Rogelio Hernández Rodríguez examined the relationship between presidents and state governors, refuting the myth of the strong center and puppet governors, noting that governors were allowed the substantial autonomy needed to guarantee stability and were only removed when they fail to keep the peace.25 Adolfo López Mateos removed the governor of Puebla for letting protests get out of hand; Gustavo Díaz Ordaz removed the governor of Durango for similar protests in 1966. Yet Giner Durán continued in office, even after the attack on the base. He faced considerable opposition from opposing factions within state government and the enmity of the local daily newspaper, along with several opposition papers. He explained that he was the “most anti-communist” of all and that the United States knew they could count on him; he bragged of creating problems where they did not exist. As long as the communists threatened, the federal authority would not remove him.26

Agrarismo and the Miracle Years

The agrarismo of Article 27 of the Constitution contained a contradiction: the campesinos’ struggle for land had been enough to enshrine collective landholding in the constitution but not enough to prevent a capitalist regime from constituting itself from elements of both new and old power. According to Armando Bartra, the state “was obligated to juridically recognize the campesino’s right to land, legalizing a kind of rural class struggle that questions nothing less than the sacred principle of capitalist private property.”27 The result was two sorts of agrarismo: revolutionary, seeking autonomy, and the official agrarismo of the revolution-made government. Land distributed to ejidos still belonged to the state, not to the community, and its expropriation was conducted by a cumbersome bureaucracy. Ejido land was frequently of poor quality and served as a locus for the reproduction of seasonal labor for commercial agriculture, while land intended for large-scale development remained private. The state was forced to mediate between the insatiable land hunger of the poor and the need of the rural bourgeoisie for secure tenure and social stability, which could only—paradoxically—be guaranteed through periodic distributions.

During the Miracle, 1940–1970, when annual economic growth reached astonishing rates under state management, this expansion meant a massive transfer of resources from country to town. Industry relied on cheap natural resources and the low wages of urban workers, whose ranks swelled with refugees from the countryside, subsidized by low food prices. The urban population doubled by mid-century, making Mexico predominantly urban.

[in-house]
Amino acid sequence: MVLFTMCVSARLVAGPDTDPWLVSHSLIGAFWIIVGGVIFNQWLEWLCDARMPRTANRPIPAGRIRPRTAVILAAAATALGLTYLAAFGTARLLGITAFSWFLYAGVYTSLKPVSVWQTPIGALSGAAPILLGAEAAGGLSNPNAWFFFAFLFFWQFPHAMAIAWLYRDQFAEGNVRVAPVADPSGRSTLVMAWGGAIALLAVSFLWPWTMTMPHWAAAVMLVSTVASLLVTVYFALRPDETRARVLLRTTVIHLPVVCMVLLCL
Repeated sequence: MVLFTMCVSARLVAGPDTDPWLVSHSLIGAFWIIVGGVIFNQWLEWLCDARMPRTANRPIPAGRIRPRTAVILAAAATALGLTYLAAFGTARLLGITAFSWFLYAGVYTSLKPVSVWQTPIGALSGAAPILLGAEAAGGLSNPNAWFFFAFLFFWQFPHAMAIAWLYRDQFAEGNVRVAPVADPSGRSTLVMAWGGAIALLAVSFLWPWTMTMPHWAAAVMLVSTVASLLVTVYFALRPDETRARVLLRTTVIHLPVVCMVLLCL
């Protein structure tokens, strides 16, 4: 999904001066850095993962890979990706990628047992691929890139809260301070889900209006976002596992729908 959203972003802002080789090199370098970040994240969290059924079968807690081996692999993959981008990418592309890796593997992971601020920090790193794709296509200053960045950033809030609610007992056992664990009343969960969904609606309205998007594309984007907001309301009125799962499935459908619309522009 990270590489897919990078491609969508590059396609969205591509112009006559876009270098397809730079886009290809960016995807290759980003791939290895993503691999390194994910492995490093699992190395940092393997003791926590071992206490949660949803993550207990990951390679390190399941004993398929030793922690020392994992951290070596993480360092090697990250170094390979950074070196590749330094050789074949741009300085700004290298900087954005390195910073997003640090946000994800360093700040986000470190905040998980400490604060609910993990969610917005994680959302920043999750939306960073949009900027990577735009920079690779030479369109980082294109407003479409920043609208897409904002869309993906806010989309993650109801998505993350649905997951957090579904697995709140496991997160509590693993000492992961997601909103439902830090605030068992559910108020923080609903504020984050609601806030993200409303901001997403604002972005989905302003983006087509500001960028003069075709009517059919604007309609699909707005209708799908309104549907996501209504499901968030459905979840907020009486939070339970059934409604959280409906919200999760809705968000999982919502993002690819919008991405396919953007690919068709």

The ejido, plagued by inefficiency, corruption, demographic increase, and soil exhaustion, frequently proved insufficient even for subsistence; ejidatarios were forced into the labor market to enrich the profits of entrepreneurial rivals. Others abandoned the countryside for the cities or migrated to work as peons in the United States. Agricultural resources were funneled into the export sector, revitalized by World War II and high-end domestic consumption.

The failure of the ejido system was obvious long before the dissolution of Article 27 in 1994. The ejidos assumed an impossible burden: to provide social justice and a livelihood to their members, to feed the growing cities, and to provide the state with a mechanism for the political incorporation of campesinos.28 At best, the ejidal parcel was part of a mixed strategy for family survival: illegally rented out or marginally farmed and combined with wage labor, migration, handicrafts, and small-scale retail sales, it provided an additional source of income or food.

The PRI’s stability had rested on its incorporation of blocs of campesinos, workers, and middle-class urban dwellers, whose organizations could be coopted and manipulated by the party. By mid-century, that system of cooptation and corporativism was unraveling, as the economy moved ahead, motivated by global economic currents as well as internal developments. Both workers and campesinos clamored for autonomous organizations and a greater share of the wealth. The middle classes demanded democracy and autonomy of their own. In 1968 the regime responded with naked repression: the old process of negotiation was overturned. Soon the state and the armed opposition confronted one another openly in what became known as the dirty war. In Chihuahua, the turning point came earlier.